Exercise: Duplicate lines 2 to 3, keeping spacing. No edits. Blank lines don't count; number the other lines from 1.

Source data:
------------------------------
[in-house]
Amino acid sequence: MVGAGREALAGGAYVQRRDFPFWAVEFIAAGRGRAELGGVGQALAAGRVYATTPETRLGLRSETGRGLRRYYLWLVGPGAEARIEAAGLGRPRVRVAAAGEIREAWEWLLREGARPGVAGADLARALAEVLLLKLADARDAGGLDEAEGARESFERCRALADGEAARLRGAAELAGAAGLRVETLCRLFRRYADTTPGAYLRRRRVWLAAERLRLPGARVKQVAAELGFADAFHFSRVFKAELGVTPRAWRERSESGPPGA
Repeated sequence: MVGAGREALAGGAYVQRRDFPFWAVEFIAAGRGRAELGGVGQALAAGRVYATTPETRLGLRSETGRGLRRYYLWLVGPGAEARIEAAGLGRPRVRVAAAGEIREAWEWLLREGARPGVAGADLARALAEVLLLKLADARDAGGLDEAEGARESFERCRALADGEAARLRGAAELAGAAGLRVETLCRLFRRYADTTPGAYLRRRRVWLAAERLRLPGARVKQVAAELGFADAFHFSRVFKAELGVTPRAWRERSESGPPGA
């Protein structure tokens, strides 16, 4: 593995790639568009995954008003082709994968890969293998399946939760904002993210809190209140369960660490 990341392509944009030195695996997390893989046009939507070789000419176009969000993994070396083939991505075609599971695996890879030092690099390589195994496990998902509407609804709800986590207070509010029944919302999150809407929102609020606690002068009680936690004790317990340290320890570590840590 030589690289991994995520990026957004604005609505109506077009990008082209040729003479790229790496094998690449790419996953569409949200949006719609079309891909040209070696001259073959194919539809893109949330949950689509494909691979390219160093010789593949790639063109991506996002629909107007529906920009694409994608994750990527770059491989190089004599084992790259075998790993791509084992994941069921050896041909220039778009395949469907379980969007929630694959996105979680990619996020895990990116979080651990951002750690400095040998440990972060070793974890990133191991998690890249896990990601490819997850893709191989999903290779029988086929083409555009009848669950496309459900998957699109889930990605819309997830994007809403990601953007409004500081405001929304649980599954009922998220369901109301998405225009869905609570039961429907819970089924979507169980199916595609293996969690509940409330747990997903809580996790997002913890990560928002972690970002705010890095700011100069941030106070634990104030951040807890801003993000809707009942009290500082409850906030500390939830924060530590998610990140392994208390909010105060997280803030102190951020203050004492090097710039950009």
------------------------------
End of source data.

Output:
Amino acid sequence: MVGAGREALAGGAYVQRRDFPFWAVEFIAAGRGRAELGGVGQALAAGRVYATTPETRLGLRSETGRGLRRYYLWLVGPGAEARIEAAGLGRPRVRVAAAGEIREAWEWLLREGARPGVAGADLARALAEVLLLKLADARDAGGLDEAEGARESFERCRALADGEAARLRGAAELAGAAGLRVETLCRLFRRYADTTPGAYLRRRRVWLAAERLRLPGARVKQVAAELGFADAFHFSRVFKAELGVTPRAWRERSESGPPGA
Repeated sequence: MVGAGREALAGGAYVQRRDFPFWAVEFIAAGRGRAELGGVGQALAAGRVYATTPETRLGLRSETGRGLRRYYLWLVGPGAEARIEAAGLGRPRVRVAAAGEIREAWEWLLREGARPGVAGADLARALAEVLLLKLADARDAGGLDEAEGARESFERCRALADGEAARLRGAAELAGAAGLRVETLCRLFRRYADTTPGAYLRRRRVWLAAERLRLPGARVKQVAAELGFADAFHFSRVFKAELGVTPRAWRERSESGPPGA